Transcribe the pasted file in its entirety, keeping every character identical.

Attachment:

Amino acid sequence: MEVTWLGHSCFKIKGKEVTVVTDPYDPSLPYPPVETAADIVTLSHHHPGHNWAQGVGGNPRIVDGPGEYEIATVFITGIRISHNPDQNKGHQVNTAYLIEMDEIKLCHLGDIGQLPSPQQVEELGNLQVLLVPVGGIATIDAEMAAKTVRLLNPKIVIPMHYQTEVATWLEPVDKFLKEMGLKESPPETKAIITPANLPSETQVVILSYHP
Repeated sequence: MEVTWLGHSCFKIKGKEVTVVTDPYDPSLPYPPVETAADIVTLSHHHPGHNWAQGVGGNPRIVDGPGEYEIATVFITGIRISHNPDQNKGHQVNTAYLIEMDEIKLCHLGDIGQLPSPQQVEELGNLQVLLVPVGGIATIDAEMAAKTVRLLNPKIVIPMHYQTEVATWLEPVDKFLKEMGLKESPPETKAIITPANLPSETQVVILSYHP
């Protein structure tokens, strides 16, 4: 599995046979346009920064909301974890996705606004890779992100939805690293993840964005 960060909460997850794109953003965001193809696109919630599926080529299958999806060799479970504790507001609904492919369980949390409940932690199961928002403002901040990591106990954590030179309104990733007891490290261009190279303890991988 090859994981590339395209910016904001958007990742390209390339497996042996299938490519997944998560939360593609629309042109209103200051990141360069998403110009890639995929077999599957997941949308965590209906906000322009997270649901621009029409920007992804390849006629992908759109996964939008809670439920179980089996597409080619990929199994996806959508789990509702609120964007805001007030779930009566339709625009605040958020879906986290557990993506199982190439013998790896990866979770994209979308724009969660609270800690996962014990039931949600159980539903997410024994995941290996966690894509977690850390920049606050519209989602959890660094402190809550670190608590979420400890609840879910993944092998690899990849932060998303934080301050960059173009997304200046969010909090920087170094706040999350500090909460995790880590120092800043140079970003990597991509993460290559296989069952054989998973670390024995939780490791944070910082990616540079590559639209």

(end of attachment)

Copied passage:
Amino acid sequence: MEVTWLGHSCFKIKGKEVTVVTDPYDPSLPYPPVETAADIVTLSHHHPGHNWAQGVGGNPRIVDGPGEYEIATVFITGIRISHNPDQNKGHQVNTAYLIEMDEIKLCHLGDIGQLPSPQQVEELGNLQVLLVPVGGIATIDAEMAAKTVRLLNPKIVIPMHYQTEVATWLEPVDKFLKEMGLKESPPETKAIITPANLPSETQVVILSYHP
Repeated sequence: MEVTWLGHSCFKIKGKEVTVVTDPYDPSLPYPPVETAADIVTLSHHHPGHNWAQGVGGNPRIVDGPGEYEIATVFITGIRISHNPDQNKGHQVNTAYLIEMDEIKLCHLGDIGQLPSPQQVEELGNLQVLLVPVGGIATIDAEMAAKTVRLLNPKIVIPMHYQTEVATWLEPVDKFLKEMGLKESPPETKAIITPANLPSETQVVILSYHP
């Protein structure tokens, strides 16, 4: 599995046979346009920064909301974890996705606004890779992100939805690293993840964005 960060909460997850794109953003965001193809696109919630599926080529299958999806060799479970504790507001609904492919369980949390409940932690199961928002403002901040990591106990954590030179309104990733007891490290261009190279303890991988 090859994981590339395209910016904001958007990742390209390339497996042996299938490519997944998560939360593609629309042109209103200051990141360069998403110009890639995929077999599957997941949308965590209906906000322009997270649901621009029409920007992804390849006629992908759109996964939008809670439920179980089996597409080619990929199994996806959508789990509702609120964007805001007030779930009566339709625009605040958020879906986290557990993506199982190439013998790896990866979770994209979308724009969660609270800690996962014990039931949600159980539903997410024994995941290996966690894509977690850390920049606050519209989602959890660094402190809550670190608590979420400890609840879910993944092998690899990849932060998303934080301050960059173009997304200046969010909090920087170094706040999350500090909460995790880590120092800043140079970003990597991509993460290559296989069952054989998973670390024995939780490791944070910082990616540079590559639209």